Josh Smith has the worst shot selection in basketball. This is not hyperbole, and I am quite familiar with Nick Young. Having gone 6-19 in last night’s loss to the Heat, Smith is now shooting 38.5% from the floor. Against the Heat, he took six jump shots in the first quarter alone. The display was ugly, even on Josh Smith standards. Multiple air balls did not deter him from casting off — they never do — nor did the fact that he hasn’t made a three-point basket in his last 11 games (a streak that dates back to last April). Unfortunately, Smith reminds me of Antoine Walker. He doesn’t attempt nearly the volume of threes that Antoine did, but no player in the league today spends as much time away from the area where he’s most effective (the paint, obviously). And that’s why Josh Smith has the worst shot selection in basketball.
Despite falling just one assist shy of a triple-double, LeBron had a relatively quiet night in Atlanta (21 points, 2 in the 4th). Still, he made his presence felt down the stretch by winning yet another round of his ongoing bout with DeShawn Stevenson. Borrowing MJ’s push-off move, LBJ discarded Stevenson, stepped back, and bid the City of Atlanta farewell…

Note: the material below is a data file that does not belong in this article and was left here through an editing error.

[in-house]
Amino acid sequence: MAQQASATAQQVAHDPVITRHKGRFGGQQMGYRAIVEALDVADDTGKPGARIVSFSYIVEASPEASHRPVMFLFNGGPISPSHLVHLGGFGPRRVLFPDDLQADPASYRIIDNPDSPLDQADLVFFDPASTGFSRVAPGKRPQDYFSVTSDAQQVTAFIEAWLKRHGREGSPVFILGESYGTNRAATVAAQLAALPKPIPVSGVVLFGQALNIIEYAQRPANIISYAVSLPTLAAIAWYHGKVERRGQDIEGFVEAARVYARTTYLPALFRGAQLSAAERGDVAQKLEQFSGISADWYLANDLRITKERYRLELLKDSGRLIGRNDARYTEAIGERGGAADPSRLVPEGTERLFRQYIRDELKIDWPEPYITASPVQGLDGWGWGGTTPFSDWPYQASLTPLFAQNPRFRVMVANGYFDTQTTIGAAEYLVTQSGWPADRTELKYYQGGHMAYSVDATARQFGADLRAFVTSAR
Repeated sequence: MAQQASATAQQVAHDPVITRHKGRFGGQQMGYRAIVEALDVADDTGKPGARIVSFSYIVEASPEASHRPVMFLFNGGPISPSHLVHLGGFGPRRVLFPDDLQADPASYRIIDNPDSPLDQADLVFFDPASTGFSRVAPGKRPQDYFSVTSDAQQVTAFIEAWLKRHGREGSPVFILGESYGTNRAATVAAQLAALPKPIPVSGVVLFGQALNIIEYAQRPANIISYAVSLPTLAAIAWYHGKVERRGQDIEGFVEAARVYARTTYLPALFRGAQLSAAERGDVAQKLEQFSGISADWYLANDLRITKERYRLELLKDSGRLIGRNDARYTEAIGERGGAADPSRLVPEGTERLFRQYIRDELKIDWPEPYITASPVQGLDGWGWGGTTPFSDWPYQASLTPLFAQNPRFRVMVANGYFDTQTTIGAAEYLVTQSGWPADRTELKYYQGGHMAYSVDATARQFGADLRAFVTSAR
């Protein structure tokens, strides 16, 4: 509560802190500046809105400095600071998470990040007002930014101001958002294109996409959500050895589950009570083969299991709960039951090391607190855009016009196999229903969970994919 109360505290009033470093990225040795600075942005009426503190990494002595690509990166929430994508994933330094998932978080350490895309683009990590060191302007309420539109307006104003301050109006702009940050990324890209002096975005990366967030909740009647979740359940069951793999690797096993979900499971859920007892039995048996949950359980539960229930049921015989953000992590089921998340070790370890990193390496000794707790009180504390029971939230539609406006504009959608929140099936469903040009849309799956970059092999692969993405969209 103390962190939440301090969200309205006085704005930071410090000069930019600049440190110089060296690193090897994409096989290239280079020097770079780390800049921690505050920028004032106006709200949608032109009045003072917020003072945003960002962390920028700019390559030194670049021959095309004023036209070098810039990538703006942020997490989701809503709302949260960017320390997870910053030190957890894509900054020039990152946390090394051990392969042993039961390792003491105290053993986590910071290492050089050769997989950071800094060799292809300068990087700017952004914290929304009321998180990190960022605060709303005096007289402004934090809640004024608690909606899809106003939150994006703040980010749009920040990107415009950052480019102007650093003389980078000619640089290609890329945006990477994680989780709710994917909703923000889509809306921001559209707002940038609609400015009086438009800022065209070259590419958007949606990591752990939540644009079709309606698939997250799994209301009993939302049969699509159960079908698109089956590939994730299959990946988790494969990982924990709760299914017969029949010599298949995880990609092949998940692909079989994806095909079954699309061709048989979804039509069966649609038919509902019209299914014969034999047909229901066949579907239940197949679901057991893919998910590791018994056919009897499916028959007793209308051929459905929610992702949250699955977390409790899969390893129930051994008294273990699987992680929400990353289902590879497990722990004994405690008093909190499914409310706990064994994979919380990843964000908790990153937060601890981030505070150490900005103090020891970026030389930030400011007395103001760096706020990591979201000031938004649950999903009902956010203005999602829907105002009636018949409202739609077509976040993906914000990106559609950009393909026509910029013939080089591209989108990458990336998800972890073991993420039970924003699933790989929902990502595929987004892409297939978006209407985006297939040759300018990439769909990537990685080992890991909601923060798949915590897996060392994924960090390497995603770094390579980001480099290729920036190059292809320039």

In Minnesota, teamwork prevailed over the hot hand. Indiana’s George Hill was the hot hand, scoring 8 of his Pacer-high 29 points in the final two minutes and change. With eight seconds to play, the Pacers needed a three to send the game to overtime. Following a series of moves fit for the AND1 Mixtape Tour, Hill delivered a high-arcing swish over the outstretched arm of Dante Cunningham…
As you can see, the play couldn’t have been defended much better. Hill’s array of shakes and bakes created just enough space, and the shot was about as tough as they come. Unfortunately for Hill and the Pacers, Minnesota’s final score came much, much easier…
According to the AP’s game recap, this play was actually designed to get Andrei Kirilenko a shot. However, Kirilenko kept his head up and spotted a cutting Chase Budinger, who thought he’d be looking for an offensive rebound. Gerald Green and the Pacers were simply caught ball watching as Budinger was able to sneak from near half court all the way to the front of the rim.
In contrast to George Hill’s individual domination, Minnesota’s last four field goals were all assisted, and each was scored by a different player (Shved, Cunningham, Pekovic, Budinger). Shved and Pekovic were the primary catalysts in crunch time, scoring 16 of the T-Wolves’ 27 fourth-quarter points, but other players had been just as heavily involved throughout the game. Derrick Williams was feeling it early and finished with 15 on 6-9. Chase Budinger was the team’s leading scorer with 18, and Dante Cunningham contributed 11 and 4 off the bench.